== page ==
Wednesday, February 19, 2020

Can I Use Old Trademarks on T-Shirts?

Dear Rich: I'm a designer and antique collector. I have an idea to recreate old logos, screenprint them on t-shirts and sell them on an e-commerce website. I understand if these logos were trademarked before 1924 they are in the public domain and free to use for commercial purposes. But if this company is still around and uses a new, redesigned logo, am I allowed to use that company name in the product description of my e-commerce website and advertisements? For example, I might name it something like "Vintage COMPANY NAME T-shirt with Distressed Logo." 
Apples and Oranges? You may be confusing trademarks and copyrights and we think you should put your t-shirt plans on hold until you sort things out.
What's the diff? Copyright, which protects literature, music, art, and similar expressions, has a limited shelf life (generally 95 years from first publication). That's why any copyrighted work first published in the United States before 1925 is now in the public domain and free for you to print on a t-shirt.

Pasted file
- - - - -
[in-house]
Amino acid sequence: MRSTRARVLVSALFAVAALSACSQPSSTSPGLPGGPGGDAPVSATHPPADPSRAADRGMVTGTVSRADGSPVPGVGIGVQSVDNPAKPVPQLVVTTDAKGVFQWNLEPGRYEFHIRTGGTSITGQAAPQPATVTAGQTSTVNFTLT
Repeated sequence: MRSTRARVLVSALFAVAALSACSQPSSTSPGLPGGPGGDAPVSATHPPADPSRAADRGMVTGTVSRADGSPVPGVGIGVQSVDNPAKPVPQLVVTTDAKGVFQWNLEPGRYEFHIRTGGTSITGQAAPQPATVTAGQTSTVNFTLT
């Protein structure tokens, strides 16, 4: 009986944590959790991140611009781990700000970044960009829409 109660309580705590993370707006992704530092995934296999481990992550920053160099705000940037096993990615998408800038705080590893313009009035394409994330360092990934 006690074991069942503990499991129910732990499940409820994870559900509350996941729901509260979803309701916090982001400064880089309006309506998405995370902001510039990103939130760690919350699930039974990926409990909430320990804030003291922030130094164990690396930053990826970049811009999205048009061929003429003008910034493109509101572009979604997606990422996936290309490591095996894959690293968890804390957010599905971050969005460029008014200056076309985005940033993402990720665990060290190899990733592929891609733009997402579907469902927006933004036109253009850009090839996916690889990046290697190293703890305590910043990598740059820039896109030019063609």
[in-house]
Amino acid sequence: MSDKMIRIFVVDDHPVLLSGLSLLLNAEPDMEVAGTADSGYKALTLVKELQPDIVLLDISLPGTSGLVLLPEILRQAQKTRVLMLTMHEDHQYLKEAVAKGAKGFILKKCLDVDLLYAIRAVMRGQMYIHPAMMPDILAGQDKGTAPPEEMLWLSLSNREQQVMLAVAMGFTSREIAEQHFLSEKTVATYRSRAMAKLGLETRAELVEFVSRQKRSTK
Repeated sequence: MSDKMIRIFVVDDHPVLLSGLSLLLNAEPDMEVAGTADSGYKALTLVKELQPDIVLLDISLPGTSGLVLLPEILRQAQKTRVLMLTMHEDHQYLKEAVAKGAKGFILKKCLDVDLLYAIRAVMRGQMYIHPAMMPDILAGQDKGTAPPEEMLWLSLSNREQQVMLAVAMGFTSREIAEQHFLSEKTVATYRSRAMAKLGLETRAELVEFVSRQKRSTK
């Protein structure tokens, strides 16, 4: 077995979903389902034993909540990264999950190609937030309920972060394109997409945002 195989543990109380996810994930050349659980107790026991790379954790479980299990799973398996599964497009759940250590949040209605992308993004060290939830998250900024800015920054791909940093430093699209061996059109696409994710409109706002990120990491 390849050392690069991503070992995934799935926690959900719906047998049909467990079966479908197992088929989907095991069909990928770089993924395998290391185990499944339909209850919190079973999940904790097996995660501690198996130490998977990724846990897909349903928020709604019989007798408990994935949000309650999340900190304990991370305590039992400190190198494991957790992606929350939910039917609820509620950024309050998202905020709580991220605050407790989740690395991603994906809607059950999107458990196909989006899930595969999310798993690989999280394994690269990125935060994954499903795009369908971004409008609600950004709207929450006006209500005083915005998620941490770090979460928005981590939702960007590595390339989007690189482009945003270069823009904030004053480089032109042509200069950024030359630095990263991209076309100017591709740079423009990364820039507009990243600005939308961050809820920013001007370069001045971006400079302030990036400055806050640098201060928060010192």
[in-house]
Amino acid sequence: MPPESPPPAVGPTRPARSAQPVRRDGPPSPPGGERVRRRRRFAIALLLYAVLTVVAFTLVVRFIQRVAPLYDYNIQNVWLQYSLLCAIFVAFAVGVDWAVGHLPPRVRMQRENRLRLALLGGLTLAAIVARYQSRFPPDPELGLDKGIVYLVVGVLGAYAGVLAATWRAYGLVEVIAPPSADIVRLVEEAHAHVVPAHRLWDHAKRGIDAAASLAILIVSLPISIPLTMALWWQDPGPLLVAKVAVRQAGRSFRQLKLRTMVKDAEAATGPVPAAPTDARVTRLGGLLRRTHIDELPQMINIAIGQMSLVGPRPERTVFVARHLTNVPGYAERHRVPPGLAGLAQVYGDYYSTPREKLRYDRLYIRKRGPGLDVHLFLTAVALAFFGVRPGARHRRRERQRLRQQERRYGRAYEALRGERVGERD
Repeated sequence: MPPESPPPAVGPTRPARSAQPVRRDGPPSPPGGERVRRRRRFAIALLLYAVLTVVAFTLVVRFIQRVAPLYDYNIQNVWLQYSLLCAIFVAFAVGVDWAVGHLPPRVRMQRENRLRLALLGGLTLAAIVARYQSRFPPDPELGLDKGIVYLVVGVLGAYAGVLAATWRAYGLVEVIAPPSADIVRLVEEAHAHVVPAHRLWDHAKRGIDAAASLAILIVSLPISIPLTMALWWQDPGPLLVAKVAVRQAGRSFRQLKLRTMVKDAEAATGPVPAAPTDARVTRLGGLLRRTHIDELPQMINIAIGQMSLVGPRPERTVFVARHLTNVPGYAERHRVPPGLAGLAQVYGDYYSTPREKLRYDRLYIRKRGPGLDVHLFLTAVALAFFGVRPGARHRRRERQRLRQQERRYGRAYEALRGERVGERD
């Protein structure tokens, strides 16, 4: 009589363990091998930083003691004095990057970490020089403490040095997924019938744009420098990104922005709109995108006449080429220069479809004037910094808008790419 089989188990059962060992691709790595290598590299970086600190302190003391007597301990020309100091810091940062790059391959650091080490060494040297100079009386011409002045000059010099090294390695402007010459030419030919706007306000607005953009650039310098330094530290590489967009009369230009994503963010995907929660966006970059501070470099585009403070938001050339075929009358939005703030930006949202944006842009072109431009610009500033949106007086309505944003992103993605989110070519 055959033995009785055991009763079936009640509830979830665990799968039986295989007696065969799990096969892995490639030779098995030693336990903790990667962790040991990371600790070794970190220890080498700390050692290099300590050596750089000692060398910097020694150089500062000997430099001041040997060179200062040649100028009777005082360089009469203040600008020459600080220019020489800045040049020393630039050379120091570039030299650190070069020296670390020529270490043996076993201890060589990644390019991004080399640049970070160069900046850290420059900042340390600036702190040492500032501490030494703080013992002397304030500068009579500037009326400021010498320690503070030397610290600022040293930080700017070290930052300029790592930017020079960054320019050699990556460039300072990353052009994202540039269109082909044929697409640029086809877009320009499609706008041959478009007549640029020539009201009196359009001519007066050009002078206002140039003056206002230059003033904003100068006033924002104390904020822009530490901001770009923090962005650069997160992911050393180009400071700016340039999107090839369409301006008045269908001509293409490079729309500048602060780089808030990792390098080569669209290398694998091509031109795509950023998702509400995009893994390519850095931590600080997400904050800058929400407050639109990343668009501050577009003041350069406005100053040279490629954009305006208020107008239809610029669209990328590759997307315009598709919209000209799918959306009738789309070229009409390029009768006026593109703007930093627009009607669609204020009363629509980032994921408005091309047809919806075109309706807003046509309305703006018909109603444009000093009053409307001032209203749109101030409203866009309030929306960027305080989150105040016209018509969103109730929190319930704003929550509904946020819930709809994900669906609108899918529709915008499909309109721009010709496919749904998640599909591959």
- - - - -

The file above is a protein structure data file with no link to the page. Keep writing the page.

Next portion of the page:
Trademark law, however, protects any distinctive word, phrase, logo, graphic symbol, or other device that is used to identify a product or service. Trademark rights don't expire as long as the trademark owner continues to use the mark in commerce. So, vintage trademarks, once used by existing companies may still be protectable, particularly if they contain a word mark that is still in use or a logo that has been freshened up over the years.
Abandonment. If, however, the vintage mark is for a product that is no longer in existence, you may be free to use it, provided the mark has been abandoned. Abandonment occurs when the mark is no longer used in commerce and there is sufficient evidence that the owner does not intend to use it. Under the Lanham Act, a trademark is presumed to be abandoned after three years of nonuse. This presumption does not mean that the mark is automatically classified as abandoned after three years of nonuse. It means that the burden of proof shifts to the owner of the mark to prove it is not abandoned. The owner must prove an intention to resume commercial use.
P.S. Dept. Beware, some previously abandoned marks may have been revived as zombie trademarks.

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